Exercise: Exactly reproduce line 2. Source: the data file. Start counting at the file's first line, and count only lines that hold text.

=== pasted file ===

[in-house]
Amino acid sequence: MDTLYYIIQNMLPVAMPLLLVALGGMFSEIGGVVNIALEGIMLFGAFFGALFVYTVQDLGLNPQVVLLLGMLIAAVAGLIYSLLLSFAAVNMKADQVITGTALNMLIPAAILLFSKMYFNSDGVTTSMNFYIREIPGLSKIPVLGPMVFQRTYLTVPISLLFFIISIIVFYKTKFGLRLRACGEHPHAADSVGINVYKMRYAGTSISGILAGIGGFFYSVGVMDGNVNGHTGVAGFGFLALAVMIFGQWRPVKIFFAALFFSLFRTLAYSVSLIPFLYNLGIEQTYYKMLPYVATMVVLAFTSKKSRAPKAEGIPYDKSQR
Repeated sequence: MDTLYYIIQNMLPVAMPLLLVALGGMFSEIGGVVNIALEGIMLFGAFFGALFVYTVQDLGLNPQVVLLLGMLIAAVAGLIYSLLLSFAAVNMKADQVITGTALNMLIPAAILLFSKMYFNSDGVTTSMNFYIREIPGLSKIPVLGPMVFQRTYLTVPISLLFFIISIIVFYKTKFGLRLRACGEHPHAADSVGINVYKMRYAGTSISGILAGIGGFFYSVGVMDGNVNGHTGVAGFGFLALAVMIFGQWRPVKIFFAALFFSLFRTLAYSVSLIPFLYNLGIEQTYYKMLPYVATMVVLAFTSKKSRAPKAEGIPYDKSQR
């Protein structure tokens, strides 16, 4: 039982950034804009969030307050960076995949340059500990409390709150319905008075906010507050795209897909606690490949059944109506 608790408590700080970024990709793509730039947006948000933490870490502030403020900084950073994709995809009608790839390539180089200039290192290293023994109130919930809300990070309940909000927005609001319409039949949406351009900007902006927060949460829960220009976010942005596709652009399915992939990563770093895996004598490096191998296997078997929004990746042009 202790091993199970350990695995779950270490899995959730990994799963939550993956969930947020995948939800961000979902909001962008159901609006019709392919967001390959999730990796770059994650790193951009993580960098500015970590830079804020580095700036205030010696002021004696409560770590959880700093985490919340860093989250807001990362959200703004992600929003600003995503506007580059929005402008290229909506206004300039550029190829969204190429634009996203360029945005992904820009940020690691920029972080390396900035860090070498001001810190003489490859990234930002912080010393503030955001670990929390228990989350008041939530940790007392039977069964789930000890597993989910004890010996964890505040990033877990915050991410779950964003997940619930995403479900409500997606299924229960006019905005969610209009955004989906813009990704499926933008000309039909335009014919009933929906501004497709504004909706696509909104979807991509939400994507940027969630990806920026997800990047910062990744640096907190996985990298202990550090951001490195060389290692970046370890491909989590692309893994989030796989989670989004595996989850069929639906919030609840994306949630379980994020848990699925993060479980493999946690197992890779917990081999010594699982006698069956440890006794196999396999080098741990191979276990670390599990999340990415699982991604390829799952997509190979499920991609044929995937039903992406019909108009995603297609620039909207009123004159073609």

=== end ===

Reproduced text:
Amino acid sequence: MDTLYYIIQNMLPVAMPLLLVALGGMFSEIGGVVNIALEGIMLFGAFFGALFVYTVQDLGLNPQVVLLLGMLIAAVAGLIYSLLLSFAAVNMKADQVITGTALNMLIPAAILLFSKMYFNSDGVTTSMNFYIREIPGLSKIPVLGPMVFQRTYLTVPISLLFFIISIIVFYKTKFGLRLRACGEHPHAADSVGINVYKMRYAGTSISGILAGIGGFFYSVGVMDGNVNGHTGVAGFGFLALAVMIFGQWRPVKIFFAALFFSLFRTLAYSVSLIPFLYNLGIEQTYYKMLPYVATMVVLAFTSKKSRAPKAEGIPYDKSQR